Phil was positioned behind one of the tables set aside for the plaintiffs, while Sharon and Casey sat opposite on the defendant's side. The two attorneys representing the parties were already present, ready to present their cases to the judge. Phil stole a glance at his ex-wife, hoping to detect a sign of weakness on her part that he could exploit. No good; she was like an oil painting.
Everyone except the wheelchair-bound Phil Worth stood when the judge entered the courtroom and ascended to the bench. The Honorable David M. Shedd commanded them to be seated, then looked at the docket before him. "The case of Philip Worth vs. Sharon and Casey Worth," he read aloud. "Are both parties present?"
"We are, Your Honor," the lawyers said.
Judge Shedd read the case docket again, his brow wrinkled in puzzlement. "It says here that the plaintiff, Mr. Worth, is suing his wife and daughter for nine million dollars," he said, bemused. "Is that true, Counselor?"
"Yes, Your Honor, it is," the counsel for the plaintiff replied. "The defendant, Casey Worth, inherited nine million dollars from her late employer, Mr. Michael Piccucci, Sr., over two months ago. He was never informed of the inheritance, nor was even considered for a share of it. My client is claiming damages for neglect and abuse."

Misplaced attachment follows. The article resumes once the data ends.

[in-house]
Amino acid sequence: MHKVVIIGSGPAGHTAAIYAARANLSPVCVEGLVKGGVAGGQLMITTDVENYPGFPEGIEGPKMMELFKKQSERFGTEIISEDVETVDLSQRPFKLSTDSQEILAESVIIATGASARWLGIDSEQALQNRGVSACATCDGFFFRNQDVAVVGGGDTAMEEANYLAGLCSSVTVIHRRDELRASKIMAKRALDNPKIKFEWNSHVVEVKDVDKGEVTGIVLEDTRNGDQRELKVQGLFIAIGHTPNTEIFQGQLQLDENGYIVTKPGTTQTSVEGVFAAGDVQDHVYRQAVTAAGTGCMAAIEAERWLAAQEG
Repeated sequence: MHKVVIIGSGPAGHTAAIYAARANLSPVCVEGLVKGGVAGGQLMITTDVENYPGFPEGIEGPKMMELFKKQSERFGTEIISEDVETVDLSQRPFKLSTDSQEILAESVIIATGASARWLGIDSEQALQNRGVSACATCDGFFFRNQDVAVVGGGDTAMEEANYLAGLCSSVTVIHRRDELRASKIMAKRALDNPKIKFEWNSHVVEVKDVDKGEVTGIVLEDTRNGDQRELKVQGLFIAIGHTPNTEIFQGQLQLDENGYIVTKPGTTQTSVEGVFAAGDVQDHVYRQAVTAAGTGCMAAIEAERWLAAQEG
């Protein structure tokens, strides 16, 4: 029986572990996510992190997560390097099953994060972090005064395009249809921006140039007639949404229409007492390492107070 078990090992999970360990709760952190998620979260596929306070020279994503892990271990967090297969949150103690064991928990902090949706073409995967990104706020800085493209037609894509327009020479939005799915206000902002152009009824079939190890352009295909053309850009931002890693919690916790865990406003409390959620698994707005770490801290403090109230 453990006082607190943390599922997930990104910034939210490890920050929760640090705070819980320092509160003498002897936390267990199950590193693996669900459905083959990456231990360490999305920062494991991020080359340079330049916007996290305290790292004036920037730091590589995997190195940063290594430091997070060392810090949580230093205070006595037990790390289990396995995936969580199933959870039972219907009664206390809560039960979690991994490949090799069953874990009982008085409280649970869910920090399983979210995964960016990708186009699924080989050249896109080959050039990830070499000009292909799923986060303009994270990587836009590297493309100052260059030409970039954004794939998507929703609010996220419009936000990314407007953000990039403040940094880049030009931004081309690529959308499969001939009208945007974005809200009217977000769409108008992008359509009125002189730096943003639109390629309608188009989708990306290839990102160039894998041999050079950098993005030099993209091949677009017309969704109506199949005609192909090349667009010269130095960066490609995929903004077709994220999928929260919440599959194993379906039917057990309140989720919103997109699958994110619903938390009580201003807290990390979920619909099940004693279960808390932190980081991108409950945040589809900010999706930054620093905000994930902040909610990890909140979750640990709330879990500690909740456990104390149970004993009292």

Sharon and Casey were flabbergasted. "Abuse!?" Sharon cried. "I never abused him in my life!"
The judge tapped the gavel. "Order, please," he insisted firmly.
Sharon turned to her attorney. "He's lying!" she hissed. "I didn't do anything to hurt him, and he knows it!"
Her lawyer held up his hands to calm her down. "Okay, okay, just simmer down," he whispered to her. He rose to face the judge. "Your Honor," he began, "let me state for the record that my client does not have nine million dollars. In the case regarding the estate of Michael Piccucci, Sr., it was ruled in probate court that the entire estate was to be liquidated and divided between my client, Casey Worth, and the three surviving members of the Piccucci family. Minus taxes, my client inherited only one million six hundred thousand dollars."